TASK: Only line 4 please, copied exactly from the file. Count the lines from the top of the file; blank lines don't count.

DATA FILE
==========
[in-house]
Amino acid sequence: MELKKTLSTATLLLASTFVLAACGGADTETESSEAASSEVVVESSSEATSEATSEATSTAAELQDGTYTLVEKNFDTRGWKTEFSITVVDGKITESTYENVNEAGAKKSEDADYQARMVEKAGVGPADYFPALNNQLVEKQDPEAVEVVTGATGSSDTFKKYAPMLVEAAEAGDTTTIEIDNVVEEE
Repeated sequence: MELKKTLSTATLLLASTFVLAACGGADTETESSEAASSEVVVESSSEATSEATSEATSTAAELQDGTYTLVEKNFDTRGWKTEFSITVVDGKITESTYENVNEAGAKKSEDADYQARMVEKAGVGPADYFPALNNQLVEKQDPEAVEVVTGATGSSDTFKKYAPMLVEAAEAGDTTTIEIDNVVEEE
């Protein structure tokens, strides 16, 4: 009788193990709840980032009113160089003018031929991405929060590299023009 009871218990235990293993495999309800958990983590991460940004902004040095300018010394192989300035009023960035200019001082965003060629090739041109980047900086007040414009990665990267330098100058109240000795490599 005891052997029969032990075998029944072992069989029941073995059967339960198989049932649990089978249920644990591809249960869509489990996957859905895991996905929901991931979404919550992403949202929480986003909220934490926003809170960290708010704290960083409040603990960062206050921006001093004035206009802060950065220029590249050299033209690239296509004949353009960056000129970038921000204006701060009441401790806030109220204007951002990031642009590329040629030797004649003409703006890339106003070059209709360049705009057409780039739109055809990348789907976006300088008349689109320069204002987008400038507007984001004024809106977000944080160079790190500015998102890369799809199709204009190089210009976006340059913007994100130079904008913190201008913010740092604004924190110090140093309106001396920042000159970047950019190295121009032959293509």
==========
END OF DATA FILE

């Protein structure tokens, strides 16, 4: 009788193990709840980032009113160089003018031929991405929060590299023009 009871218990235990293993495999309800958990983590991460940004902004040095300018010394192989300035009023960035200019001082965003060629090739041109980047900086007040414009990665990267330098100058109240000795490599 005891052997029969032990075998029944072992069989029941073995059967339960198989049932649990089978249920644990591809249960869509489990996957859905895991996905929901991931979404919550992403949202929480986003909220934490926003809170960290708010704290960083409040603990960062206050921006001093004035206009802060950065220029590249050299033209690239296509004949353009960056000129970038921000204006701060009441401790806030109220204007951002990031642009590329040629030797004649003409703006890339106003070059209709360049705009057409780039739109055809990348789907976006300088008349689109320069204002987008400038507007984001004024809106977000944080160079790190500015998102890369799809199709204009190089210009976006340059913007994100130079904008913190201008913010740092604004924190110090140093309106001396920042000159970047950019190295121009032959293509």